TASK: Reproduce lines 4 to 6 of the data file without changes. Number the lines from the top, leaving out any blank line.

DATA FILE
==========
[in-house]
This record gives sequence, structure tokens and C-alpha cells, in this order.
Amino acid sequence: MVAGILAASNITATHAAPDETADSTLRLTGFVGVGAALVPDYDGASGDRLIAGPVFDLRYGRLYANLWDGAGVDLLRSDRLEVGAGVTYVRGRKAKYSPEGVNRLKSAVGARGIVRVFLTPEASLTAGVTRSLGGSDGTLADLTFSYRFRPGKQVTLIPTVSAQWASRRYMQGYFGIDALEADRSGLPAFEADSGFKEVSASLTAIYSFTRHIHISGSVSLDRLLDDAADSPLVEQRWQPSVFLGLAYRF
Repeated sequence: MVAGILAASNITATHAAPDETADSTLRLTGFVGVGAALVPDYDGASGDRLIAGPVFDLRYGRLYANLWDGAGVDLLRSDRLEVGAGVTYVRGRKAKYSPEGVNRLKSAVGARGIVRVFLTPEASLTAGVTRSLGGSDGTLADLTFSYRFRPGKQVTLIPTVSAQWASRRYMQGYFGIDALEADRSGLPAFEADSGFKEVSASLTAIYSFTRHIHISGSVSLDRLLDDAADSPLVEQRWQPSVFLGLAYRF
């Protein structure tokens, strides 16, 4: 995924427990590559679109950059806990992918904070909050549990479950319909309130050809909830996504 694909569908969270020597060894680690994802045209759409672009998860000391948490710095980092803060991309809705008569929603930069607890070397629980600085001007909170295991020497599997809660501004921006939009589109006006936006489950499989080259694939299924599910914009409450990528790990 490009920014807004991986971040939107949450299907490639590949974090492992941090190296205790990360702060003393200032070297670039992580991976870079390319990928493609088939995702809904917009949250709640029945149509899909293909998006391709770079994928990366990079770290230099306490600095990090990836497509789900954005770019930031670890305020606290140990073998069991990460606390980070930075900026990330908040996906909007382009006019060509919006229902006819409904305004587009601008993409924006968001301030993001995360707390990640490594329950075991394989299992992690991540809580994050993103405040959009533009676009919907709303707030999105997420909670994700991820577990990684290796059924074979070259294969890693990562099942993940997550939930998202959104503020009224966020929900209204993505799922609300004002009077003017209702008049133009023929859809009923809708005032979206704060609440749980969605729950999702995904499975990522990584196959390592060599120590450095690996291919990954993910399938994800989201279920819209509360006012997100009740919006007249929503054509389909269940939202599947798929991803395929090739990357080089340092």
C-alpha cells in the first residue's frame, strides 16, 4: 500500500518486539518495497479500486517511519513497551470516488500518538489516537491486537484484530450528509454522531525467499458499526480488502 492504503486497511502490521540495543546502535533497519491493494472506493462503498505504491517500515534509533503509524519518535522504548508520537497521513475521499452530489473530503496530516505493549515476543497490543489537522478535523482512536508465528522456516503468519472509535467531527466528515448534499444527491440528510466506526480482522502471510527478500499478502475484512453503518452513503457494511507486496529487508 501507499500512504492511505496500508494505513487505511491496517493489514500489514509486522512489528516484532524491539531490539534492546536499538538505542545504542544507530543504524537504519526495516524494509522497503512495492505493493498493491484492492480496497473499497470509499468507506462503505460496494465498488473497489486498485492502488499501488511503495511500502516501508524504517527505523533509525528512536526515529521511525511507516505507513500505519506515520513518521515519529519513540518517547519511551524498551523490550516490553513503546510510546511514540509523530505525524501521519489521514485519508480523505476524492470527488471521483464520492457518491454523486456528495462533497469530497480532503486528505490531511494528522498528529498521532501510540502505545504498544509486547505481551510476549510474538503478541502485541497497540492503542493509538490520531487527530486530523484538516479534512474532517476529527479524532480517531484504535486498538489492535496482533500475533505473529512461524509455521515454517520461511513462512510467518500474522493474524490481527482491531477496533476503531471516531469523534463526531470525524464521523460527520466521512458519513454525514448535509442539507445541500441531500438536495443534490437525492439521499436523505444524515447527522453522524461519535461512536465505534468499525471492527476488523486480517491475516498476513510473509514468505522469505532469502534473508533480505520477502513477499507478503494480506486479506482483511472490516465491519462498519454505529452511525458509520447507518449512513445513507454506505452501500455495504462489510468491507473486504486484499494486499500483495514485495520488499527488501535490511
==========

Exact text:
Repeated sequence: MVAGILAASNITATHAAPDETADSTLRLTGFVGVGAALVPDYDGASGDRLIAGPVFDLRYGRLYANLWDGAGVDLLRSDRLEVGAGVTYVRGRKAKYSPEGVNRLKSAVGARGIVRVFLTPEASLTAGVTRSLGGSDGTLADLTFSYRFRPGKQVTLIPTVSAQWASRRYMQGYFGIDALEADRSGLPAFEADSGFKEVSASLTAIYSFTRHIHISGSVSLDRLLDDAADSPLVEQRWQPSVFLGLAYRF
């Protein structure tokens, strides 16, 4: 995924427990590559679109950059806990992918904070909050549990479950319909309130050809909830996504 694909569908969270020597060894680690994802045209759409672009998860000391948490710095980092803060991309809705008569929603930069607890070397629980600085001007909170295991020497599997809660501004921006939009589109006006936006489950499989080259694939299924599910914009409450990528790990 490009920014807004991986971040939107949450299907490639590949974090492992941090190296205790990360702060003393200032070297670039992580991976870079390319990928493609088939995702809904917009949250709640029945149509899909293909998006391709770079994928990366990079770290230099306490600095990090990836497509789900954005770019930031670890305020606290140990073998069991990460606390980070930075900026990330908040996906909007382009006019060509919006229902006819409904305004587009601008993409924006968001301030993001995360707390990640490594329950075991394989299992992690991540809580994050993103405040959009533009676009919907709303707030999105997420909670994700991820577990990684290796059924074979070259294969890693990562099942993940997550939930998202959104503020009224966020929900209204993505799922609300004002009077003017209702008049133009023929859809009923809708005032979206704060609440749980969605729950999702995904499975990522990584196959390592060599120590450095690996291919990954993910399938994800989201279920819209509360006012997100009740919006007249929503054509389909269940939202599947798929991803395929090739990357080089340092």
C-alpha cells in the first residue's frame, strides 16, 4: 500500500518486539518495497479500486517511519513497551470516488500518538489516537491486537484484530450528509454522531525467499458499526480488502 492504503486497511502490521540495543546502535533497519491493494472506493462503498505504491517500515534509533503509524519518535522504548508520537497521513475521499452530489473530503496530516505493549515476543497490543489537522478535523482512536508465528522456516503468519472509535467531527466528515448534499444527491440528510466506526480482522502471510527478500499478502475484512453503518452513503457494511507486496529487508 501507499500512504492511505496500508494505513487505511491496517493489514500489514509486522512489528516484532524491539531490539534492546536499538538505542545504542544507530543504524537504519526495516524494509522497503512495492505493493498493491484492492480496497473499497470509499468507506462503505460496494465498488473497489486498485492502488499501488511503495511500502516501508524504517527505523533509525528512536526515529521511525511507516505507513500505519506515520513518521515519529519513540518517547519511551524498551523490550516490553513503546510510546511514540509523530505525524501521519489521514485519508480523505476524492470527488471521483464520492457518491454523486456528495462533497469530497480532503486528505490531511494528522498528529498521532501510540502505545504498544509486547505481551510476549510474538503478541502485541497497540492503542493509538490520531487527530486530523484538516479534512474532517476529527479524532480517531484504535486498538489492535496482533500475533505473529512461524509455521515454517520461511513462512510467518500474522493474524490481527482491531477496533476503531471516531469523534463526531470525524464521523460527520466521512458519513454525514448535509442539507445541500441531500438536495443534490437525492439521499436523505444524515447527522453522524461519535461512536465505534468499525471492527476488523486480517491475516498476513510473509514468505522469505532469502534473508533480505520477502513477499507478503494480506486479506482483511472490516465491519462498519454505529452511525458509520447507518449512513445513507454506505452501500455495504462489510468491507473486504486484499494486499500483495514485495520488499527488501535490511